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[Frama-c-discuss] low-level pointer manipulation question

  • Subject: [Frama-c-discuss] low-level pointer manipulation question
  • From: pascal.cuoq at (Pascal Cuoq)
  • Date: Sat, 21 Jan 2012 17:01:29 +0100

Dear list,

you will find below a question from John Regehr about the verification of
low-level pointer manipulations where the unused bits of the pointer's
representation are borrowed by the program to store additional information.

For the value analysis, I see no difficulty in having ad-hoc rules for this
kind of operation, so that,
if a is a variable with alignment 8 bytes (such as a pointer on a LP64
when p ? {‌{ &a + [0..7] }‌} , the expression (long)p & ~7 evaluates to {‌{ &a
}‌}. In fact, I think I am going to implement this right now.

John is asking about Frama-C in general (I think, and if anything, his
question may be *only* about deductive verification plug-ins). So anyone
familiar with deductive verification, please feel free to opine.


---------- Forwarded message ----------
From: John Regehr <regehr at>
Date: Thu, Jan 12, 2012 at 4:22 AM
Subject: frama-c question
To: Pascal Cuoq <pascal.cuoq at>

Below is a stupid problem that's part of a C language review assignment
that I gave my operating systems class today.  Can Frama-C verify it?

The entire assignment is easy, but I bet not very fun to verify :)**cs5460/hw1/hw1.c<>


 * list_remove()
 * specification:
 * the argument to list_remove is a modified pointer that stores
 * non-pointer data in its 3 low-order bits
 * of course, for this to work, the original pointer must have been
 * aligned on an 8-byte boundary (ensuring that this property holds is
 * not your problem)
 * list_remove's argument (after zeroing the 3 low-order bits) points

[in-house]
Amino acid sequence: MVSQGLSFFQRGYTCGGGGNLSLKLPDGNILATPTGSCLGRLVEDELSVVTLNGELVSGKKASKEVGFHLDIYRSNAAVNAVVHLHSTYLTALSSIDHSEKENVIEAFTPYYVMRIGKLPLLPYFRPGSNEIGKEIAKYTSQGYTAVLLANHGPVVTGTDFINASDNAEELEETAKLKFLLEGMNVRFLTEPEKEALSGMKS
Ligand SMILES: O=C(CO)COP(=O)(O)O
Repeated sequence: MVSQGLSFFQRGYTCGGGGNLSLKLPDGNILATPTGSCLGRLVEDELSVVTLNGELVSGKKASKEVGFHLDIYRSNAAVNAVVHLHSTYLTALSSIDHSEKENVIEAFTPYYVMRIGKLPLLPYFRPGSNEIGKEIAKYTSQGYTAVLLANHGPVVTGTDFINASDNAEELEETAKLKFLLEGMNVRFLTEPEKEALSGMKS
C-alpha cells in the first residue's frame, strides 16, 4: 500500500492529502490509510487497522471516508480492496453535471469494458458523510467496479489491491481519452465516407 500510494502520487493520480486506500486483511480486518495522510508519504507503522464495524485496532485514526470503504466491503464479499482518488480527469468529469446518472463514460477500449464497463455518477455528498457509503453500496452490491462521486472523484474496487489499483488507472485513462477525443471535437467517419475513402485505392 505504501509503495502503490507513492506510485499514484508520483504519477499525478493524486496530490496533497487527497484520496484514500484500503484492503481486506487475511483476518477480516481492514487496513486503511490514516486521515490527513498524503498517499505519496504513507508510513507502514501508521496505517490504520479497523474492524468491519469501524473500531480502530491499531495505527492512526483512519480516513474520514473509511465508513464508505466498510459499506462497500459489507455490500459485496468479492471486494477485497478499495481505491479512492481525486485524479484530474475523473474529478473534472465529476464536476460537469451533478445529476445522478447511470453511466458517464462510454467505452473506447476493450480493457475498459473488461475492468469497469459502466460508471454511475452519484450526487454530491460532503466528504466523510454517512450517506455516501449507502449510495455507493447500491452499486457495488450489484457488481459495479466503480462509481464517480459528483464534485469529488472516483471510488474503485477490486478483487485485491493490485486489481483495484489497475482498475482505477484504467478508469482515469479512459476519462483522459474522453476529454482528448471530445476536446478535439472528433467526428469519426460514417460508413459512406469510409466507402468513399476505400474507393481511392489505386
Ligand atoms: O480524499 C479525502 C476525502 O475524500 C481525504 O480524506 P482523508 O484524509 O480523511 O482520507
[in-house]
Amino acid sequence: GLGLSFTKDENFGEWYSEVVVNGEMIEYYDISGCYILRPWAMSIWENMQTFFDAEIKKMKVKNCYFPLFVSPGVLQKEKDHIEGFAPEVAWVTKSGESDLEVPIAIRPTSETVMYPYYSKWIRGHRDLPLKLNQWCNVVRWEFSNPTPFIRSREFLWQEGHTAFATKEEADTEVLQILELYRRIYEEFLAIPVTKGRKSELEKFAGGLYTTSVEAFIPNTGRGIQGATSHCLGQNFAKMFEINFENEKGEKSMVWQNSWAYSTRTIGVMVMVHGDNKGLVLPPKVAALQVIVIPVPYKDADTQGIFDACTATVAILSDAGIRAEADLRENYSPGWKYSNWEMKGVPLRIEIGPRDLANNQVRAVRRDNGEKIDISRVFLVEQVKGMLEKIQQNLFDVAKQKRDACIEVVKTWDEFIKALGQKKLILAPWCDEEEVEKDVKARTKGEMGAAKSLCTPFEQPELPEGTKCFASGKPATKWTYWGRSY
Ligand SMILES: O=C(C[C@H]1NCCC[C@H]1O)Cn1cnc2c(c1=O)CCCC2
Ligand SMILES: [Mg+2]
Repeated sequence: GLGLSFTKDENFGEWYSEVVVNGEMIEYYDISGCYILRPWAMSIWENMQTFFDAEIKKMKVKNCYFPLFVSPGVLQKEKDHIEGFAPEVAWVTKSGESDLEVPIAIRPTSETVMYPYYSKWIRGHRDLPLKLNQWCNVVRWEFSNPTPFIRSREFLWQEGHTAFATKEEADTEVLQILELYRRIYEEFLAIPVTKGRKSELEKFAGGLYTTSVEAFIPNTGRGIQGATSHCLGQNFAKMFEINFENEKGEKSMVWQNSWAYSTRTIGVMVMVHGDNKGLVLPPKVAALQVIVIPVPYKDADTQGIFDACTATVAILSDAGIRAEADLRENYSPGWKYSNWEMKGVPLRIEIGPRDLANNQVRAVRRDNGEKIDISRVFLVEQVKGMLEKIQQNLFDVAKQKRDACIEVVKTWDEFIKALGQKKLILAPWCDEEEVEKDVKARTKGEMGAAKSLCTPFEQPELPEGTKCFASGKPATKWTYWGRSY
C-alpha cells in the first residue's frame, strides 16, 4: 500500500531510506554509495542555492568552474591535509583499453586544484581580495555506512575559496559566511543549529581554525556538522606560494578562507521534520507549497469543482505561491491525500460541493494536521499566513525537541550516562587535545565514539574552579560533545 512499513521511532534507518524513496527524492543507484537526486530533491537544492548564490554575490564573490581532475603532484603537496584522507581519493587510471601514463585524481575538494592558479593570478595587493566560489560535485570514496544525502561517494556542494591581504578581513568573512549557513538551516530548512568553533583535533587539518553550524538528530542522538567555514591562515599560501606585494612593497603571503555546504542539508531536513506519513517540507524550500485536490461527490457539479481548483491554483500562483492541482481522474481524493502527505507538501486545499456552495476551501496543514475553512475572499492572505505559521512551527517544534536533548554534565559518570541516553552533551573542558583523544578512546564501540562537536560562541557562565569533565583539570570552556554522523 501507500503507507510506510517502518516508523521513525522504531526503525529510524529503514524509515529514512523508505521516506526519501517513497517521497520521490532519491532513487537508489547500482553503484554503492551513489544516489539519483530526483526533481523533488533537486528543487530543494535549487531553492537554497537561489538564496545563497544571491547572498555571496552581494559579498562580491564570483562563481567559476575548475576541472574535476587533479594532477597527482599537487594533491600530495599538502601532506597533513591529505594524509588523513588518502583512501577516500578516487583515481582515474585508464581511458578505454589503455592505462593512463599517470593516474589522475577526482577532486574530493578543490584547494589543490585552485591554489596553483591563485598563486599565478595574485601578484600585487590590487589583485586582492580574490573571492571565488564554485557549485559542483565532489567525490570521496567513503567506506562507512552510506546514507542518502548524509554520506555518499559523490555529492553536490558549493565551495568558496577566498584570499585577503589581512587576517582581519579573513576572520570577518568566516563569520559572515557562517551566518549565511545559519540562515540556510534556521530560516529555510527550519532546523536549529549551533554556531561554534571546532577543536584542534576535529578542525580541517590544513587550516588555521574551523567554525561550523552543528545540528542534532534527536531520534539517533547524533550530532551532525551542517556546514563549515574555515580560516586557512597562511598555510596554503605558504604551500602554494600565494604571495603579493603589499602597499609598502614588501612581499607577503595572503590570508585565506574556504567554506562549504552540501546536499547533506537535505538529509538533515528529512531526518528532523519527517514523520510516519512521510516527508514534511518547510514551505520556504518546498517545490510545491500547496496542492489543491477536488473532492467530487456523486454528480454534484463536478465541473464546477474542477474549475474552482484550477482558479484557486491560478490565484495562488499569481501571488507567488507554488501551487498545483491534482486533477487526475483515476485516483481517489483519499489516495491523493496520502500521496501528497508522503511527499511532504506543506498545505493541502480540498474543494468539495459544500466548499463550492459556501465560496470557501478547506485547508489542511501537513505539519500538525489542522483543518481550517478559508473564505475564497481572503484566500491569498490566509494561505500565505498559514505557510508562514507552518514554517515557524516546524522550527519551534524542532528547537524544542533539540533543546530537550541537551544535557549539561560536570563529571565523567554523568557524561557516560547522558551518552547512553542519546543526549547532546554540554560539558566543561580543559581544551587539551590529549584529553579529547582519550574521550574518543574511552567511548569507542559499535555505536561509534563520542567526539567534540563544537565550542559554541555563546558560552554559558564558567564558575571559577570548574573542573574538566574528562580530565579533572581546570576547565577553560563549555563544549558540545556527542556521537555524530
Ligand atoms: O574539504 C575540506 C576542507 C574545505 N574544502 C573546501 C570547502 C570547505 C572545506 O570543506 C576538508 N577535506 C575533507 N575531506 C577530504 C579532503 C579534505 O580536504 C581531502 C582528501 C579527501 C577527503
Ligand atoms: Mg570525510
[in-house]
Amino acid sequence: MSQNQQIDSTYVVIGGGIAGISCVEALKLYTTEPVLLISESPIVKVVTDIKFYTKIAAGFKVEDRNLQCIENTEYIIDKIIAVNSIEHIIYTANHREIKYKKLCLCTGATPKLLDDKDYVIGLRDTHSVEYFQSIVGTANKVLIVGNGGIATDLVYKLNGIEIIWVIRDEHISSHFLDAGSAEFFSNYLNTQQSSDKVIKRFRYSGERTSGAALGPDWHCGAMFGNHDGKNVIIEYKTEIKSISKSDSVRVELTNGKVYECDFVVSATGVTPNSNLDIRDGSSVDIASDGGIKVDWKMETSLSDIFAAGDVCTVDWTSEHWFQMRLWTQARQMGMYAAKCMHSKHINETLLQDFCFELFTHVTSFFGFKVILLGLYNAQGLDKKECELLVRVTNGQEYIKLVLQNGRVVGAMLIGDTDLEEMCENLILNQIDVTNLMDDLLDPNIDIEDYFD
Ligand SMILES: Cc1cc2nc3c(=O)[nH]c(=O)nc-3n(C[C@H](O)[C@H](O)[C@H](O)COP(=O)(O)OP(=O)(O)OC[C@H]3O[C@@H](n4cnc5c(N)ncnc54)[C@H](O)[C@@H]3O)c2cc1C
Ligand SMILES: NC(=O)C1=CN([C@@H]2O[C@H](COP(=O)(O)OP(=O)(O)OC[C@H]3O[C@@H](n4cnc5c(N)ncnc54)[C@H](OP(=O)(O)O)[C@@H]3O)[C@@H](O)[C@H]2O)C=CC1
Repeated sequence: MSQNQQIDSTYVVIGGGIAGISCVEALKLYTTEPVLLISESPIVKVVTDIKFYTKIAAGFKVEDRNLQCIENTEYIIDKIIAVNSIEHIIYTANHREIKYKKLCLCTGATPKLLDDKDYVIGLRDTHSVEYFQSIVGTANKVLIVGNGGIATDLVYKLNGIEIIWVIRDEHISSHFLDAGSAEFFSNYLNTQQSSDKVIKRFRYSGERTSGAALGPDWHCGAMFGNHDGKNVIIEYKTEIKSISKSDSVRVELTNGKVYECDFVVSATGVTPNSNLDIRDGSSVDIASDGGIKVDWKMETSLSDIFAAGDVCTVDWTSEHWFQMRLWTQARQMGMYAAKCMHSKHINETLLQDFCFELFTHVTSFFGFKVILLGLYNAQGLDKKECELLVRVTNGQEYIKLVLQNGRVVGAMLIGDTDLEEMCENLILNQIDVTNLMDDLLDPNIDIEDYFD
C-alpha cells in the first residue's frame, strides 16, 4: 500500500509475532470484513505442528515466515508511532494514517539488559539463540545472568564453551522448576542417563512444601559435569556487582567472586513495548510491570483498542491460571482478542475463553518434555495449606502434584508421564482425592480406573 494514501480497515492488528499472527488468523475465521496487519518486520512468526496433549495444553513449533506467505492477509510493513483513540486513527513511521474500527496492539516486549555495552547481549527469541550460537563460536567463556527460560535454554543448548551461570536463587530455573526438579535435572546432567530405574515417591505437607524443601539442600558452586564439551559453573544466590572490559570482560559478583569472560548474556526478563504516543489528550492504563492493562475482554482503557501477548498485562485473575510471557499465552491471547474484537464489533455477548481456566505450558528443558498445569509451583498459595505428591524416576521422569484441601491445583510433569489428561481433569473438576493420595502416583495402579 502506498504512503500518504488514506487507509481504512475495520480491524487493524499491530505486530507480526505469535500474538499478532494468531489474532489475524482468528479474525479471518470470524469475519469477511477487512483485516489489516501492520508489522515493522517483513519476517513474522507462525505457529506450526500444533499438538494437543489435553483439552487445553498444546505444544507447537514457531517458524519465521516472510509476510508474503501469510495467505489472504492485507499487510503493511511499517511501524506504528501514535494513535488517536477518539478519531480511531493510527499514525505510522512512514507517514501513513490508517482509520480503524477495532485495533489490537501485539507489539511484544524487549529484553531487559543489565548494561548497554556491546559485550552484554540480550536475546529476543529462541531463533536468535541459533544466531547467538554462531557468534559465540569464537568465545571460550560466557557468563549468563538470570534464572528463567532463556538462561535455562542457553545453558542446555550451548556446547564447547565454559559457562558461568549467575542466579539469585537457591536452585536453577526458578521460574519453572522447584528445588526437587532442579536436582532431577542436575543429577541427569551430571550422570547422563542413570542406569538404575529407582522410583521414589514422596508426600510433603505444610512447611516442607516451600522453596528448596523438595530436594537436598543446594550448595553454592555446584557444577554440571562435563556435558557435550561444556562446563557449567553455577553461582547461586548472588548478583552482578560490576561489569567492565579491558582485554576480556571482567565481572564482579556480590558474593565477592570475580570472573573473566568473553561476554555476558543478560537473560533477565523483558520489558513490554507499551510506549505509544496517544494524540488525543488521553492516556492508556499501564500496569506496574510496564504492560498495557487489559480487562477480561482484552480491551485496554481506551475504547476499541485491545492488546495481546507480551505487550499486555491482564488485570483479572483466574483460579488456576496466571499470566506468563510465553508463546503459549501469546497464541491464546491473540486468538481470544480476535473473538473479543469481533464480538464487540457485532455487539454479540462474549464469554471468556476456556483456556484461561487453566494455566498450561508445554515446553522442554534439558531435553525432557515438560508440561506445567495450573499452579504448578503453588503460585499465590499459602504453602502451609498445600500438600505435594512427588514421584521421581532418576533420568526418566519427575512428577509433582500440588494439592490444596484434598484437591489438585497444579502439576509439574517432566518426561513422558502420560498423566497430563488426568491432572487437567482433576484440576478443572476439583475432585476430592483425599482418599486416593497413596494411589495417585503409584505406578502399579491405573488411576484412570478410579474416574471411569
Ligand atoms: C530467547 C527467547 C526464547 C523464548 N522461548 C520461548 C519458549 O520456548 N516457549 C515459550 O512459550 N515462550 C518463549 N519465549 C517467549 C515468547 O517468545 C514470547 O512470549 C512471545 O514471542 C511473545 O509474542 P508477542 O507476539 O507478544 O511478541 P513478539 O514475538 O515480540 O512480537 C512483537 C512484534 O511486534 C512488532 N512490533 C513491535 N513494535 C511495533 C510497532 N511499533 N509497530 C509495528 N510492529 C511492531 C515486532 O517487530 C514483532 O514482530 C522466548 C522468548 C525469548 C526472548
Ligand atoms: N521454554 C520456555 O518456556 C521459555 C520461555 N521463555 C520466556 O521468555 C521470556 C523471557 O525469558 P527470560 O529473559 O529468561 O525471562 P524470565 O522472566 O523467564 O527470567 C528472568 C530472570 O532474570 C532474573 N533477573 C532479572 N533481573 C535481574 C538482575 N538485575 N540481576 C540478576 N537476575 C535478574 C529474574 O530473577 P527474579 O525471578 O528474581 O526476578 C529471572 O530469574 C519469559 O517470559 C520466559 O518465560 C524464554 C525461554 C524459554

* to the head element of a linked list; the three low-order bits
 * identify which element of the linked list should be deleted; if that
 * element is deleted successfully, list_remove() returns 1, otherwise
 * it returns 0
 * extra requirement 1: make sure there are no memory leaks
 * NOTE 1: the argument to list_remove() -- after its low-order bits
 * are cleared -- is guaranteed to not be the null pointer; in other
 * words, the argument *must* point to a valid linked list and you
 * do not need to worry about the case where this does not hold
 * NOTE 2: the linked list pointed to by the argument may be a null
 * pointer, indicating that the list is empty; in this case, of
 * course, list_remove() must return 0
 * EXAMPLE: assume the head of a linked list lives at 0x7fffffffdb38
 * and we wish to remove element number 3 (counting from zero); in
 * this case we would call:
 *   list_remove (0x7fffffffdb3b);
 * if this linked list contains 0, 1, or 2 elements, list_remove()
 * will return 0 and have no effect; if the list contains 4 or more
 * elements, element number 3 (the fourth element in the list) will be
 * removed and the function will return 1
int list_remove (struct elt **e)
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